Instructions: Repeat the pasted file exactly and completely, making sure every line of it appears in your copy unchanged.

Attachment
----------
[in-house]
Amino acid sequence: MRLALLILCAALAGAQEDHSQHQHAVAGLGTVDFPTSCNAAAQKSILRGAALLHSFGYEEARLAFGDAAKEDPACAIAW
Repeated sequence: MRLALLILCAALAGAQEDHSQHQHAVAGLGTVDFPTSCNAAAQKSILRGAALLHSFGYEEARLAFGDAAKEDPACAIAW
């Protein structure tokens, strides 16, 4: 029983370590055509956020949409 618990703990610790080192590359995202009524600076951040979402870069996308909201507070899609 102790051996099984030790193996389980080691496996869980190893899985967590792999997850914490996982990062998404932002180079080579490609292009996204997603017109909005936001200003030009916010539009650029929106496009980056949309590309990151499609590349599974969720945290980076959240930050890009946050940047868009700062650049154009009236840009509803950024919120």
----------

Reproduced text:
[in-house]
Amino acid sequence: MRLALLILCAALAGAQEDHSQHQHAVAGLGTVDFPTSCNAAAQKSILRGAALLHSFGYEEARLAFGDAAKEDPACAIAW
Repeated sequence: MRLALLILCAALAGAQEDHSQHQHAVAGLGTVDFPTSCNAAAQKSILRGAALLHSFGYEEARLAFGDAAKEDPACAIAW
């Protein structure tokens, strides 16, 4: 029983370590055509956020949409 618990703990610790080192590359995202009524600076951040979402870069996308909201507070899609 102790051996099984030790193996389980080691496996869980190893899985967590792999997850914490996982990062998404932002180079080579490609292009996204997603017109909005936001200003030009916010539009650029929106496009980056949309590309990151499609590349599974969720945290980076959240930050890009946050940047868009700062650049154009009236840009509803950024919120």